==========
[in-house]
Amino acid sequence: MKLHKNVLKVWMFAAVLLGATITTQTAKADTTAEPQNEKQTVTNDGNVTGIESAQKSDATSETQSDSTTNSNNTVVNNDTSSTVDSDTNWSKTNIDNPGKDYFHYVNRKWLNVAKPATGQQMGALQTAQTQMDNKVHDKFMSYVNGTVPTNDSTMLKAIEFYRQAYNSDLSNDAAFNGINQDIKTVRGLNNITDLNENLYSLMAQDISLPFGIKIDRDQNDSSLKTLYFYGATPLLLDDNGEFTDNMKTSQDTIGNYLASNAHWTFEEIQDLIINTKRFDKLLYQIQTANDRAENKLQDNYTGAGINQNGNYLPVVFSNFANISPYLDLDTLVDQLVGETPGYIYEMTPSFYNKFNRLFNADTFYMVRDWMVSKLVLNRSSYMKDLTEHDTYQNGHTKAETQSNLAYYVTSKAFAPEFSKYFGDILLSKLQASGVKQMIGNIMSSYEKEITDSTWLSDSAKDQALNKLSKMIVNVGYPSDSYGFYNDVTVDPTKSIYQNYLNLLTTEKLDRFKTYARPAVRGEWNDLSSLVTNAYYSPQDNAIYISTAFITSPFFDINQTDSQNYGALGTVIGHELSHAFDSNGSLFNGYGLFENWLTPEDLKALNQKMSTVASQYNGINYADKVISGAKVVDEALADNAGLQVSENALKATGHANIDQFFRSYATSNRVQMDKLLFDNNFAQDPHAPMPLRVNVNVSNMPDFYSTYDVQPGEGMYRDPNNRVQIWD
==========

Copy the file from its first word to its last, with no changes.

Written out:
[in-house]
Amino acid sequence: MKLHKNVLKVWMFAAVLLGATITTQTAKADTTAEPQNEKQTVTNDGNVTGIESAQKSDATSETQSDSTTNSNNTVVNNDTSSTVDSDTNWSKTNIDNPGKDYFHYVNRKWLNVAKPATGQQMGALQTAQTQMDNKVHDKFMSYVNGTVPTNDSTMLKAIEFYRQAYNSDLSNDAAFNGINQDIKTVRGLNNITDLNENLYSLMAQDISLPFGIKIDRDQNDSSLKTLYFYGATPLLLDDNGEFTDNMKTSQDTIGNYLASNAHWTFEEIQDLIINTKRFDKLLYQIQTANDRAENKLQDNYTGAGINQNGNYLPVVFSNFANISPYLDLDTLVDQLVGETPGYIYEMTPSFYNKFNRLFNADTFYMVRDWMVSKLVLNRSSYMKDLTEHDTYQNGHTKAETQSNLAYYVTSKAFAPEFSKYFGDILLSKLQASGVKQMIGNIMSSYEKEITDSTWLSDSAKDQALNKLSKMIVNVGYPSDSYGFYNDVTVDPTKSIYQNYLNLLTTEKLDRFKTYARPAVRGEWNDLSSLVTNAYYSPQDNAIYISTAFITSPFFDINQTDSQNYGALGTVIGHELSHAFDSNGSLFNGYGLFENWLTPEDLKALNQKMSTVASQYNGINYADKVISGAKVVDEALADNAGLQVSENALKATGHANIDQFFRSYATSNRVQMDKLLFDNNFAQDPHAPMPLRVNVNVSNMPDFYSTYDVQPGEGMYRDPNNRVQIWD